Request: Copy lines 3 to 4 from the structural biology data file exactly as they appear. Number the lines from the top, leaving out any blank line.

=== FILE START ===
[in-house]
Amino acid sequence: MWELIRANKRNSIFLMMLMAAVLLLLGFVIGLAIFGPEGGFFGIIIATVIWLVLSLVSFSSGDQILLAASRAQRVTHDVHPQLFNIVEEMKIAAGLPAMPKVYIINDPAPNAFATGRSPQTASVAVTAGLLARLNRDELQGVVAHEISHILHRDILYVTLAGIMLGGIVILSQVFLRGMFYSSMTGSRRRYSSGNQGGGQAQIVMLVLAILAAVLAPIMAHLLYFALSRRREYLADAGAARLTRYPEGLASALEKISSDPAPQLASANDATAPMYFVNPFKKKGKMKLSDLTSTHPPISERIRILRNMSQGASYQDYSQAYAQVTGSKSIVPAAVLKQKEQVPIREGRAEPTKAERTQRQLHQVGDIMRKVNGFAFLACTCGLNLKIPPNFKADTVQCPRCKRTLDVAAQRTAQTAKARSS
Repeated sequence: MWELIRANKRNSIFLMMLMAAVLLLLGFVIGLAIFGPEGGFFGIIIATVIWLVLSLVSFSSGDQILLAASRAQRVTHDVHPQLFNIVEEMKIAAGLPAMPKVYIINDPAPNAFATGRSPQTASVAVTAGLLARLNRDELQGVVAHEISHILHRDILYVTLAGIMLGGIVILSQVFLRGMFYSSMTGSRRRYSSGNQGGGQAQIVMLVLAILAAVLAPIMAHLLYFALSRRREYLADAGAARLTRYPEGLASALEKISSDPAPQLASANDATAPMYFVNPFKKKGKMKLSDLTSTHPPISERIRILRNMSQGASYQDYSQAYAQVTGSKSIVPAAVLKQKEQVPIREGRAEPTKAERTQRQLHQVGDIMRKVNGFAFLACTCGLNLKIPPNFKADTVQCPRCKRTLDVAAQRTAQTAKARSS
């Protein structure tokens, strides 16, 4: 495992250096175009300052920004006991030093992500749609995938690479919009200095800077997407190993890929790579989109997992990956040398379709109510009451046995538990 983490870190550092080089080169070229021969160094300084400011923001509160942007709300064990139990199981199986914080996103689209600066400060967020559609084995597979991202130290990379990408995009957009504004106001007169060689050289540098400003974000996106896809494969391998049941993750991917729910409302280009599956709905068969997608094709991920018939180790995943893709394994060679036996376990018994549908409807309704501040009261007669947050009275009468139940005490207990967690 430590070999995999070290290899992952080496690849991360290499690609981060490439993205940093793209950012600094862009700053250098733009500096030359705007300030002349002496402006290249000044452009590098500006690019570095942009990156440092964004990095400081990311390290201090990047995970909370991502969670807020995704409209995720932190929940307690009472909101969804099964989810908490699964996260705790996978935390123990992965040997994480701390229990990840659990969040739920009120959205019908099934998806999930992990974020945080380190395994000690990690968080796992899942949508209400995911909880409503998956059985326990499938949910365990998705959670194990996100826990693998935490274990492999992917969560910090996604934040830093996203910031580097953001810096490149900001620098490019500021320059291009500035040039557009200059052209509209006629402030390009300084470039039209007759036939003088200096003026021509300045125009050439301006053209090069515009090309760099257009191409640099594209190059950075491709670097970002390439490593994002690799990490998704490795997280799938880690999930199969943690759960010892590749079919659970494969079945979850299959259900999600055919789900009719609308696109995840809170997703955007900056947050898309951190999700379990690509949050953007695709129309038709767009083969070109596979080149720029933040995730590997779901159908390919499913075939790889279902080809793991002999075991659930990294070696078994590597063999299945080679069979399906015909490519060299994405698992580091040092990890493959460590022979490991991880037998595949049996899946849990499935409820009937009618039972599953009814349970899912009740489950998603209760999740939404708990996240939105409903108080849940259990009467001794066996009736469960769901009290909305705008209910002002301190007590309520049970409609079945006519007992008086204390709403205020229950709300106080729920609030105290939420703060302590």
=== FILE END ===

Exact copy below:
Repeated sequence: MWELIRANKRNSIFLMMLMAAVLLLLGFVIGLAIFGPEGGFFGIIIATVIWLVLSLVSFSSGDQILLAASRAQRVTHDVHPQLFNIVEEMKIAAGLPAMPKVYIINDPAPNAFATGRSPQTASVAVTAGLLARLNRDELQGVVAHEISHILHRDILYVTLAGIMLGGIVILSQVFLRGMFYSSMTGSRRRYSSGNQGGGQAQIVMLVLAILAAVLAPIMAHLLYFALSRRREYLADAGAARLTRYPEGLASALEKISSDPAPQLASANDATAPMYFVNPFKKKGKMKLSDLTSTHPPISERIRILRNMSQGASYQDYSQAYAQVTGSKSIVPAAVLKQKEQVPIREGRAEPTKAERTQRQLHQVGDIMRKVNGFAFLACTCGLNLKIPPNFKADTVQCPRCKRTLDVAAQRTAQTAKARSS
């Protein structure tokens, strides 16, 4: 495992250096175009300052920004006991030093992500749609995938690479919009200095800077997407190993890929790579989109997992990956040398379709109510009451046995538990 983490870190550092080089080169070229021969160094300084400011923001509160942007709300064990139990199981199986914080996103689209600066400060967020559609084995597979991202130290990379990408995009957009504004106001007169060689050289540098400003974000996106896809494969391998049941993750991917729910409302280009599956709905068969997608094709991920018939180790995943893709394994060679036996376990018994549908409807309704501040009261007669947050009275009468139940005490207990967690 430590070999995999070290290899992952080496690849991360290499690609981060490439993205940093793209950012600094862009700053250098733009500096030359705007300030002349002496402006290249000044452009590098500006690019570095942009990156440092964004990095400081990311390290201090990047995970909370991502969670807020995704409209995720932190929940307690009472909101969804099964989810908490699964996260705790996978935390123990992965040997994480701390229990990840659990969040739920009120959205019908099934998806999930992990974020945080380190395994000690990690968080796992899942949508209400995911909880409503998956059985326990499938949910365990998705959670194990996100826990693998935490274990492999992917969560910090996604934040830093996203910031580097953001810096490149900001620098490019500021320059291009500035040039557009200059052209509209006629402030390009300084470039039209007759036939003088200096003026021509300045125009050439301006053209090069515009090309760099257009191409640099594209190059950075491709670097970002390439490593994002690799990490998704490795997280799938880690999930199969943690759960010892590749079919659970494969079945979850299959259900999600055919789900009719609308696109995840809170997703955007900056947050898309951190999700379990690509949050953007695709129309038709767009083969070109596979080149720029933040995730590997779901159908390919499913075939790889279902080809793991002999075991659930990294070696078994590597063999299945080679069979399906015909490519060299994405698992580091040092990890493959460590022979490991991880037998595949049996899946849990499935409820009937009618039972599953009814349970899912009740489950998603209760999740939404708990996240939105409903108080849940259990009467001794066996009736469960769901009290909305705008209910002002301190007590309520049970409609079945006519007992008086204390709403205020229950709300106080729920609030105290939420703060302590």